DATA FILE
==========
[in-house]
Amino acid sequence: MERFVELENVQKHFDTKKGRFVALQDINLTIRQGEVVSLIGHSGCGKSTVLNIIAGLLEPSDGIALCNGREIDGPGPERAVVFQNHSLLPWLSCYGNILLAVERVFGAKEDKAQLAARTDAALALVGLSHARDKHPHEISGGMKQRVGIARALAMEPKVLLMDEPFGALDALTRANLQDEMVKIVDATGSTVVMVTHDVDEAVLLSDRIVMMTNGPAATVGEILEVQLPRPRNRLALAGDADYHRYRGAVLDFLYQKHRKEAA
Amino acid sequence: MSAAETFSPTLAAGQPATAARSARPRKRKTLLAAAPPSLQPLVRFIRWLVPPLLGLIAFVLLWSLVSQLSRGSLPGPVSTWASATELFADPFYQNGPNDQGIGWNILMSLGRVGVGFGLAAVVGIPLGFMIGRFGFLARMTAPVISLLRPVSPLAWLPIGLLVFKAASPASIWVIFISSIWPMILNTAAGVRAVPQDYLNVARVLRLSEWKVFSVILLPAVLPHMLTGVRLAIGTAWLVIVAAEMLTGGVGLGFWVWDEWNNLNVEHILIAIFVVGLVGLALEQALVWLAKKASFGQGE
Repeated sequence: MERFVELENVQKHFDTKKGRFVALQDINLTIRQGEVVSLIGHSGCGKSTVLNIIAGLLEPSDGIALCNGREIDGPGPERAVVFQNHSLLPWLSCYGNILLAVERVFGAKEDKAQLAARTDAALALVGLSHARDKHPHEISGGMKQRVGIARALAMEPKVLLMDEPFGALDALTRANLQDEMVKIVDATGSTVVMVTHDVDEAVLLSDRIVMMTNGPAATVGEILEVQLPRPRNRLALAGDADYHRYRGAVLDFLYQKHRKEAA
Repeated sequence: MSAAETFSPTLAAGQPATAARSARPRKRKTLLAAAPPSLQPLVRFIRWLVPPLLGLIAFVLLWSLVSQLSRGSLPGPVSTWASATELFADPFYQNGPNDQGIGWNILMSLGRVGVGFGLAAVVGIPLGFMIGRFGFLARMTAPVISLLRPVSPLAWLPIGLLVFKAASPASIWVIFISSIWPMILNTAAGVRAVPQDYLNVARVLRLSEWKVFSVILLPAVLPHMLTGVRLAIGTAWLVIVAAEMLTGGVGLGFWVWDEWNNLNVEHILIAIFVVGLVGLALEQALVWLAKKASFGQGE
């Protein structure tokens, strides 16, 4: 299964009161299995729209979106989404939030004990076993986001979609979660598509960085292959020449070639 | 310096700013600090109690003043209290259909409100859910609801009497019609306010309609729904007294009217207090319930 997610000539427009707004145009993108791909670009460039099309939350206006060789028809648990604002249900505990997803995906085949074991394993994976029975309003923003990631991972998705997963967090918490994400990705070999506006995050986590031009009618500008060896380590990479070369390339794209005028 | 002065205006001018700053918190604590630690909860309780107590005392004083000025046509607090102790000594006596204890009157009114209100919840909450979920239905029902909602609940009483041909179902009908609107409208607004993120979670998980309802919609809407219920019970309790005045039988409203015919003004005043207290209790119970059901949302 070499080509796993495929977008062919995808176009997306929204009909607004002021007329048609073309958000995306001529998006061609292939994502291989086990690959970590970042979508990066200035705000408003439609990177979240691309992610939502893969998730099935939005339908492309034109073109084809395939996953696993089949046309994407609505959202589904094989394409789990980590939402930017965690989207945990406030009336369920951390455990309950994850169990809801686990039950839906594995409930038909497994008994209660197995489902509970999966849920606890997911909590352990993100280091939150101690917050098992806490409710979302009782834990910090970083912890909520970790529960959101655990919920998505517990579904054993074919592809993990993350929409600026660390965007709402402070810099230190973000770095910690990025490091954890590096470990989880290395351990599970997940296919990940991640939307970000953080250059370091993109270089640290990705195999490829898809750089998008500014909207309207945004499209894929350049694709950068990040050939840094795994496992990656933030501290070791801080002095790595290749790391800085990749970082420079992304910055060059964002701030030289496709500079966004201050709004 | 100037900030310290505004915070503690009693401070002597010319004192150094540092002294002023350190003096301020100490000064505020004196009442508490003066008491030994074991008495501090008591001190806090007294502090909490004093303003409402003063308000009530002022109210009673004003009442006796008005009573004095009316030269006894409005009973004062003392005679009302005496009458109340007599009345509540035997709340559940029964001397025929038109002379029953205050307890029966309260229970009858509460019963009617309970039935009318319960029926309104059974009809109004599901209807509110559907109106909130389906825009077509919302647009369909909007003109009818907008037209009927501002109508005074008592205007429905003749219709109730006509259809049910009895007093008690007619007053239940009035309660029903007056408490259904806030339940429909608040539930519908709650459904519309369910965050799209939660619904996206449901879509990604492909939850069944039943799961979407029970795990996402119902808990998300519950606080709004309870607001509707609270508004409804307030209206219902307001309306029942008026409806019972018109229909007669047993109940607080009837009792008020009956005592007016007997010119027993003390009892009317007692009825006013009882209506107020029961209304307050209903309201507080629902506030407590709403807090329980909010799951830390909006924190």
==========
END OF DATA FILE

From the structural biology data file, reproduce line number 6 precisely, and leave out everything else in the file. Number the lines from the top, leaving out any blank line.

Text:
């Protein structure tokens, strides 16, 4: 299964009161299995729209979106989404939030004990076993986001979609979660598509960085292959020449070639 | 310096700013600090109690003043209290259909409100859910609801009497019609306010309609729904007294009217207090319930 997610000539427009707004145009993108791909670009460039099309939350206006060789028809648990604002249900505990997803995906085949074991394993994976029975309003923003990631991972998705997963967090918490994400990705070999506006995050986590031009009618500008060896380590990479070369390339794209005028 | 002065205006001018700053918190604590630690909860309780107590005392004083000025046509607090102790000594006596204890009157009114209100919840909450979920239905029902909602609940009483041909179902009908609107409208607004993120979670998980309802919609809407219920019970309790005045039988409203015919003004005043207290209790119970059901949302 070499080509796993495929977008062919995808176009997306929204009909607004002021007329048609073309958000995306001529998006061609292939994502291989086990690959970590970042979508990066200035705000408003439609990177979240691309992610939502893969998730099935939005339908492309034109073109084809395939996953696993089949046309994407609505959202589904094989394409789990980590939402930017965690989207945990406030009336369920951390455990309950994850169990809801686990039950839906594995409930038909497994008994209660197995489902509970999966849920606890997911909590352990993100280091939150101690917050098992806490409710979302009782834990910090970083912890909520970790529960959101655990919920998505517990579904054993074919592809993990993350929409600026660390965007709402402070810099230190973000770095910690990025490091954890590096470990989880290395351990599970997940296919990940991640939307970000953080250059370091993109270089640290990705195999490829898809750089998008500014909207309207945004499209894929350049694709950068990040050939840094795994496992990656933030501290070791801080002095790595290749790391800085990749970082420079992304910055060059964002701030030289496709500079966004201050709004 | 100037900030310290505004915070503690009693401070002597010319004192150094540092002294002023350190003096301020100490000064505020004196009442508490003066008491030994074991008495501090008591001190806090007294502090909490004093303003409402003063308000009530002022109210009673004003009442006796008005009573004095009316030269006894409005009973004062003392005679009302005496009458109340007599009345509540035997709340559940029964001397025929038109002379029953205050307890029966309260229970009858509460019963009617309970039935009318319960029926309104059974009809109004599901209807509110559907109106909130389906825009077509919302647009369909909007003109009818907008037209009927501002109508005074008592205007429905003749219709109730006509259809049910009895007093008690007619007053239940009035309660029903007056408490259904806030339940429909608040539930519908709650459904519309369910965050799209939660619904996206449901879509990604492909939850069944039943799961979407029970795990996402119902808990998300519950606080709004309870607001509707609270508004409804307030209206219902307001309306029942008026409806019972018109229909007669047993109940607080009837009792008020009956005592007016007997010119027993003390009892009317007692009825006013009882209506107020029961209304307050209903309201507080629902506030407590709403807090329980909010799951830390909006924190």